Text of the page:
Yuma football mostly made the most of 2020

The delayed and shortened 2020 high school football season was an interesting one for sure.
Somehow, however, the Yuma High School Indians successfully navigated through seven games without missing a single contest, finishing 4-3 in the process.

It was the second straight year the Indians finished with a winning record, the first time the program accomplished that since the 2009-2010 seasons.

Lane Remmich heads to the end zone for a long touchdown reception, last Friday. Unfortunately, a penalty robbed the senior of the touchdown. (Pioneer Photo/Jake Rayl)

“I think we’re all learning kids want to be a part of successful season,” head coach Kelly Seward said. “I think you’re seeing kids starting to want to be a part of the program.”
When CHSAA decided in September to go ahead with a fall football season, the Indians got off to a slow start in preseason practices as the majority of the student/athletes were in quarantine. The season opener was pushed back to a Monday night, October 12, and it happened to be at defending-1A champion and preseason No. 1 Limon.
Unsurprisingly, it did not go well for the Indians.
However, that was the only game on Yuma’s schedule that was somewhat impacted by the novel coronavirus. The Indians were able to play each game as scheduled, and that consistency helped the players and staff improve each week.
“We were fortunate to be able to play all our games and do what we did,” Seward said, crediting the staff, players, and the school administration for doing what they could to stay on schedule.
The low point came at home in Week 3, when Highland ran away in the second half to hand the Indians a blowout loss, dropping them to 1-2.
However, the Tribe kept battling and ended up winning three of their last four games, beating Burlington, Wiggins and Prospect Ridge Academy. In fact, the win at Burlington was the first one for the Indians on the Cougars’ homefield in quite some time, maybe more than 30 years (as the Pioneer realized after Seward asked about it).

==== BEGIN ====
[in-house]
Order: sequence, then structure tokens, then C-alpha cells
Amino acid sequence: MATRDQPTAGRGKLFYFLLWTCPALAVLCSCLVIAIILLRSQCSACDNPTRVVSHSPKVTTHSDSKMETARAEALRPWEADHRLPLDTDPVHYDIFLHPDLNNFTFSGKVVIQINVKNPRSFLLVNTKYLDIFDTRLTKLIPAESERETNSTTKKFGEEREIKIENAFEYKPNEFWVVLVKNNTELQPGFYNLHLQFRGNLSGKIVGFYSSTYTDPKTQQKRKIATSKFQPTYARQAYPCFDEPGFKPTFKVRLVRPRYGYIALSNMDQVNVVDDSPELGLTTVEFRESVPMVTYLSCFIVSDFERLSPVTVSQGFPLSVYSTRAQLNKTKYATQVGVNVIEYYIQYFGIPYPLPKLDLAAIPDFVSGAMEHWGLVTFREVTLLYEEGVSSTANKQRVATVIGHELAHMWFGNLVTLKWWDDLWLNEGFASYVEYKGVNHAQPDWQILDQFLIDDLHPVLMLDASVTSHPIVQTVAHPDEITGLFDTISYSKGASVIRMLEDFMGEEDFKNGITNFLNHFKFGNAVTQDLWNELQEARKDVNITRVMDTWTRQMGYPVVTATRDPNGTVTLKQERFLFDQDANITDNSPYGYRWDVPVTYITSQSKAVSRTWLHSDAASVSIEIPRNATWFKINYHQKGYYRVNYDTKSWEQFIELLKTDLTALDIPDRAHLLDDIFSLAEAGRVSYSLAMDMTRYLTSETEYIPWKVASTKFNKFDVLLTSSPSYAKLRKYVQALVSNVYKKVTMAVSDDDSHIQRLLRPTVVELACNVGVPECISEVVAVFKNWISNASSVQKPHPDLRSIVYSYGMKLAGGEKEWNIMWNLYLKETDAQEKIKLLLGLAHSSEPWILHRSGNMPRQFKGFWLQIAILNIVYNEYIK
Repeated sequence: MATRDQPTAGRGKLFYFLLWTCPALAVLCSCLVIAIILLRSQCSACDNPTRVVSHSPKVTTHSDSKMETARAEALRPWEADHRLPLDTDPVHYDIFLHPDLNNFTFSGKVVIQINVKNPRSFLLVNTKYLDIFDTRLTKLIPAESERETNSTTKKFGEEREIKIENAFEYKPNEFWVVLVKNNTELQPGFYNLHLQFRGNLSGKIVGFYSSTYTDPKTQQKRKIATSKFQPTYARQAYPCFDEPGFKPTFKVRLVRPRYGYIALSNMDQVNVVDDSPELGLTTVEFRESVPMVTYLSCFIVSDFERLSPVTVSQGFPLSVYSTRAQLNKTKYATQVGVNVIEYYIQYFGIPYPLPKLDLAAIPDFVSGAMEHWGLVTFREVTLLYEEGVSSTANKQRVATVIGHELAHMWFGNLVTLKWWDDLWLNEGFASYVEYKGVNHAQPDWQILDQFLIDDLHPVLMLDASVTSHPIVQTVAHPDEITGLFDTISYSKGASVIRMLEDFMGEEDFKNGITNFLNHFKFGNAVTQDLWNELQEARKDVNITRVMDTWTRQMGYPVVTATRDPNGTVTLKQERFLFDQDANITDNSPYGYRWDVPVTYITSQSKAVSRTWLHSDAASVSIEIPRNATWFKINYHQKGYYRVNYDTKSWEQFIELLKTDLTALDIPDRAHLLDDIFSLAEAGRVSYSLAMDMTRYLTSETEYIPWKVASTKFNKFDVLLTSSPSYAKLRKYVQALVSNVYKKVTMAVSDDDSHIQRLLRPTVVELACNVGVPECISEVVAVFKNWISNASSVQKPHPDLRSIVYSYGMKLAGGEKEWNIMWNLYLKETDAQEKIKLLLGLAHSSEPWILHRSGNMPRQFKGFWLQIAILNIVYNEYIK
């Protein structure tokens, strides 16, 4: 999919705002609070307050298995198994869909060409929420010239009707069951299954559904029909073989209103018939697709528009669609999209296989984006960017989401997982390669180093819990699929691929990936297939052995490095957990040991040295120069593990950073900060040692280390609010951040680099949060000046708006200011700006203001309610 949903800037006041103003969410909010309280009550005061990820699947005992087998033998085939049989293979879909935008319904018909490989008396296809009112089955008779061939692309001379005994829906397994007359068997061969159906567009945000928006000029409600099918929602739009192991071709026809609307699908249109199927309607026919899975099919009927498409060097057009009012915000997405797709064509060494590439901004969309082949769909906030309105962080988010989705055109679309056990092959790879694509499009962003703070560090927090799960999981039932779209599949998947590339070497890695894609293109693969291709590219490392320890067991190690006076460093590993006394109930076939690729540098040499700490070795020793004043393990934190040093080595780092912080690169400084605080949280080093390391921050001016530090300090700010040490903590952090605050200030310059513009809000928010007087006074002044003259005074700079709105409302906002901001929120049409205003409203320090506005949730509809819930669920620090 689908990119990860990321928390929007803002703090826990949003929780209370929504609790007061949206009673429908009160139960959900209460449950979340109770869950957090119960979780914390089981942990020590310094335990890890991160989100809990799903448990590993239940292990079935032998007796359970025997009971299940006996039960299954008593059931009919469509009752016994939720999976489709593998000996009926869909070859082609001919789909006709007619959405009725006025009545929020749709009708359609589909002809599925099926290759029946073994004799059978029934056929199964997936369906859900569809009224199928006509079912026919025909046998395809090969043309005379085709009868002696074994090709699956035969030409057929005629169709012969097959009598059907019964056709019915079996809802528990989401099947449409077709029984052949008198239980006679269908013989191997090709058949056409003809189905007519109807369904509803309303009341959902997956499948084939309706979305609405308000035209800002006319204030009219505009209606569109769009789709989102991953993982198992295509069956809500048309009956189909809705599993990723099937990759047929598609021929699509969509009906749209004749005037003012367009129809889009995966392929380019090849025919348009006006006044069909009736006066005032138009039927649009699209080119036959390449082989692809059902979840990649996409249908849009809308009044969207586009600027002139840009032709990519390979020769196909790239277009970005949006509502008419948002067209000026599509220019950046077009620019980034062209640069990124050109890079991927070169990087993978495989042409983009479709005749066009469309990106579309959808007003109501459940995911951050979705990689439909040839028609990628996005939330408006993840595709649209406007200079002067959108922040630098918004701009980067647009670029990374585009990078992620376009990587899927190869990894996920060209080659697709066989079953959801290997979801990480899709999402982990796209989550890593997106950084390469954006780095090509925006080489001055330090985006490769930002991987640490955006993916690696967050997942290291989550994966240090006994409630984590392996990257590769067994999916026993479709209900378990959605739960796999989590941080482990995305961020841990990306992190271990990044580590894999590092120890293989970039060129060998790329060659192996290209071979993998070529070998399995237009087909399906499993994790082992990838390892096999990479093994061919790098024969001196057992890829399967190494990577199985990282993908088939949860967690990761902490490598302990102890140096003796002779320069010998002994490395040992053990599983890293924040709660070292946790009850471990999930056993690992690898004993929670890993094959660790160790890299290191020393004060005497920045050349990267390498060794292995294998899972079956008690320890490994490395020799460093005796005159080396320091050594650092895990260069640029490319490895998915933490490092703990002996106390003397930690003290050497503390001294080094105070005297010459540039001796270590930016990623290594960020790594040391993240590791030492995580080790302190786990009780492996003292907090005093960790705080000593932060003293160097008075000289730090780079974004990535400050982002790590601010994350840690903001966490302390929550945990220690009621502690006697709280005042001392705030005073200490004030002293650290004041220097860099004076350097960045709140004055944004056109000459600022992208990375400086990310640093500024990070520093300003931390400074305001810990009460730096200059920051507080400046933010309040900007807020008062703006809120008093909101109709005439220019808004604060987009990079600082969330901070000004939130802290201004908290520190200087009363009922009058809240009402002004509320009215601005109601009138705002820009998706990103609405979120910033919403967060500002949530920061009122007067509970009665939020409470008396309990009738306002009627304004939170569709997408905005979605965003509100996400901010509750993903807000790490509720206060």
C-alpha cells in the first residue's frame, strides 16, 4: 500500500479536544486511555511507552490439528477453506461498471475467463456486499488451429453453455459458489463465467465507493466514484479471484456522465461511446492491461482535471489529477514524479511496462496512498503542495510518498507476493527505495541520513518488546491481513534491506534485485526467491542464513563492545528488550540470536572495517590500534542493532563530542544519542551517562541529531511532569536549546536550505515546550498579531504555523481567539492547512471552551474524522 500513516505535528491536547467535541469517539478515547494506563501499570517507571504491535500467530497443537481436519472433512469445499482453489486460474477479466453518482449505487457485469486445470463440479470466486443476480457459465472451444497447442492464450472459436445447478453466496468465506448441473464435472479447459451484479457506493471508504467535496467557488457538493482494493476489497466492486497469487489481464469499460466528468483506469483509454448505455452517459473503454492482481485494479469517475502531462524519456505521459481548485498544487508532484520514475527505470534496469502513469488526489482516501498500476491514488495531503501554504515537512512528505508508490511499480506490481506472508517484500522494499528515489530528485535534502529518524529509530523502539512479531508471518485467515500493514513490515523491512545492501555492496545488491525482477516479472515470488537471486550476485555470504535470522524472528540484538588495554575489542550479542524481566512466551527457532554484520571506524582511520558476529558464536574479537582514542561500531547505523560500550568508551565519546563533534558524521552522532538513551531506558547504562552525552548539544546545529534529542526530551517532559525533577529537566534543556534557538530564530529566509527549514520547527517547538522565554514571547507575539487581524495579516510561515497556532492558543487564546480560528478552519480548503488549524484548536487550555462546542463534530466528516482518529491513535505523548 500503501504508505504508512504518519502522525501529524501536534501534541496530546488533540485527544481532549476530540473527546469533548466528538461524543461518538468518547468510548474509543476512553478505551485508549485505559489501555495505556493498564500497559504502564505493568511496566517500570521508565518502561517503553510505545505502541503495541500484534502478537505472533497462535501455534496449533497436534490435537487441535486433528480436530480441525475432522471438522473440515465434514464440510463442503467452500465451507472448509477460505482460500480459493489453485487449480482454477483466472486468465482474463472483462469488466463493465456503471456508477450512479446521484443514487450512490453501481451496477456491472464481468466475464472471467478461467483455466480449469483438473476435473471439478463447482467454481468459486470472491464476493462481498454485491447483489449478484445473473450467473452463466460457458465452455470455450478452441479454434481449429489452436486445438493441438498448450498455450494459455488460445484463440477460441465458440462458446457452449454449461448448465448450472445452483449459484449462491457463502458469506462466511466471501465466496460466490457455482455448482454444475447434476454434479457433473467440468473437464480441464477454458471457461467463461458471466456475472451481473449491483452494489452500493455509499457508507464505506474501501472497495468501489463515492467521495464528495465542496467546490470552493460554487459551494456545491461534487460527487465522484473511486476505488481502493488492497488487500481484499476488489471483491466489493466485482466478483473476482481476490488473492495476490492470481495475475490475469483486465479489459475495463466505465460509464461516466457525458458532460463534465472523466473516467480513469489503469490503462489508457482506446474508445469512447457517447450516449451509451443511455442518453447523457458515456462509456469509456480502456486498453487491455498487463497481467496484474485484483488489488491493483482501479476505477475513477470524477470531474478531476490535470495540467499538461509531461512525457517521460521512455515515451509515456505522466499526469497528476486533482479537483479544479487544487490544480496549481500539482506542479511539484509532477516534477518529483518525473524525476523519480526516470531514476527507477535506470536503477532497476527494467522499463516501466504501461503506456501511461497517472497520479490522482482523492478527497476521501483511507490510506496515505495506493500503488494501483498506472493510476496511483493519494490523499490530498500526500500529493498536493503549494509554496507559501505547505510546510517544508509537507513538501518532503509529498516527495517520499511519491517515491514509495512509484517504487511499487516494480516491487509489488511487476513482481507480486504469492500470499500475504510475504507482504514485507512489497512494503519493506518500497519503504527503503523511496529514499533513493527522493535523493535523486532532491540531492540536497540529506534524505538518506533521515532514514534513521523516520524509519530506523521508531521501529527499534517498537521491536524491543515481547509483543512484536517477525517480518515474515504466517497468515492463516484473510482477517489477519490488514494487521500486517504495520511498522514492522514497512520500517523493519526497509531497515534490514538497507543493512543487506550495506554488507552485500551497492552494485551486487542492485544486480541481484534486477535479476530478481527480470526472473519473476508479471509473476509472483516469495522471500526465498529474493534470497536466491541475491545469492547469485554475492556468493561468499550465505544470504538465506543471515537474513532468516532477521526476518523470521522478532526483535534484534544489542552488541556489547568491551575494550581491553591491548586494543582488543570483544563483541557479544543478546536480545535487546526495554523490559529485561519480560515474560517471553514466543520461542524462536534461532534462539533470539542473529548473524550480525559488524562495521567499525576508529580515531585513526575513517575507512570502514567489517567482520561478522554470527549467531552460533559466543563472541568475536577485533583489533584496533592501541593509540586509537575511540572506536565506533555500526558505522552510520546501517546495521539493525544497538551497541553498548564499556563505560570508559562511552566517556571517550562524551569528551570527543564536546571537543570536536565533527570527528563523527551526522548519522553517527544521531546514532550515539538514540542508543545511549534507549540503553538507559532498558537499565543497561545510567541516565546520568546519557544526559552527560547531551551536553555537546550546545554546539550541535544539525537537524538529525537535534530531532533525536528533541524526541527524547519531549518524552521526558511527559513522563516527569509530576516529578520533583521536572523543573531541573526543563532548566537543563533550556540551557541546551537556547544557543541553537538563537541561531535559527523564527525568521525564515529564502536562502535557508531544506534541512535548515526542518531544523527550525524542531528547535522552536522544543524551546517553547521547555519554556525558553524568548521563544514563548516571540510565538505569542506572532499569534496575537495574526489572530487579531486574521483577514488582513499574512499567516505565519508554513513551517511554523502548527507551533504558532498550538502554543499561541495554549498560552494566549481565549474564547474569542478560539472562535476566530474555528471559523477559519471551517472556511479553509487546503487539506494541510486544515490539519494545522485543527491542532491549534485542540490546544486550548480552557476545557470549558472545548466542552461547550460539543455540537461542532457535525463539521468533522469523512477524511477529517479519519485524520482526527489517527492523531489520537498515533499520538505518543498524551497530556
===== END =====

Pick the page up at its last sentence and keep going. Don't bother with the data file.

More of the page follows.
The Indians’ lone loss during that span was to rival Wray, in which the Indians led 9-6 at halftime. Wray went on to advance to the 1A semifinals, being within three points of top-ranked Limon last Saturday before yielding a touchdown pass in the final two minutes to lose 24-14.
“Obviously we wanted to be one of the eight (who made the playoffs), but I’m glad the guys got to have somewhat of a season,” Seward said. “Hopefully, for these seniors, we gave them something they can remember.”
Aiden Blanco looks for a crease in the Wiggins defense on his way to a touchdown, last Saturday. (Pioneer Photo/Jake Rayl)
This was the third season for Seward and his staff, which has not experienced any turnover. It is the most coaching stability the program has had in years.
“Continuity is a great thing,” Seward said, noting also that the junior high staff has been consistent and has prepared the players for the high school level. “Legitimately, everyone now knows our system when they come to the high school.”
Plus, the JV played four games, going 3-1. The JV lost 8-0 to long-time power Strasburg in its first game, then beat Highland, Limon and Burlington. The JV players also had a key role in a 58-6 rout of Prospect Ridge Academy in the season finale, as several varsity players were sidelined due to injuries and COVID-related quarantines.
“I don’t know if anybody else got in four JV games,” Seward said, crediting YHS AD Michael Dischner for pulling that off. “Those kids showed what they can do in that last game.”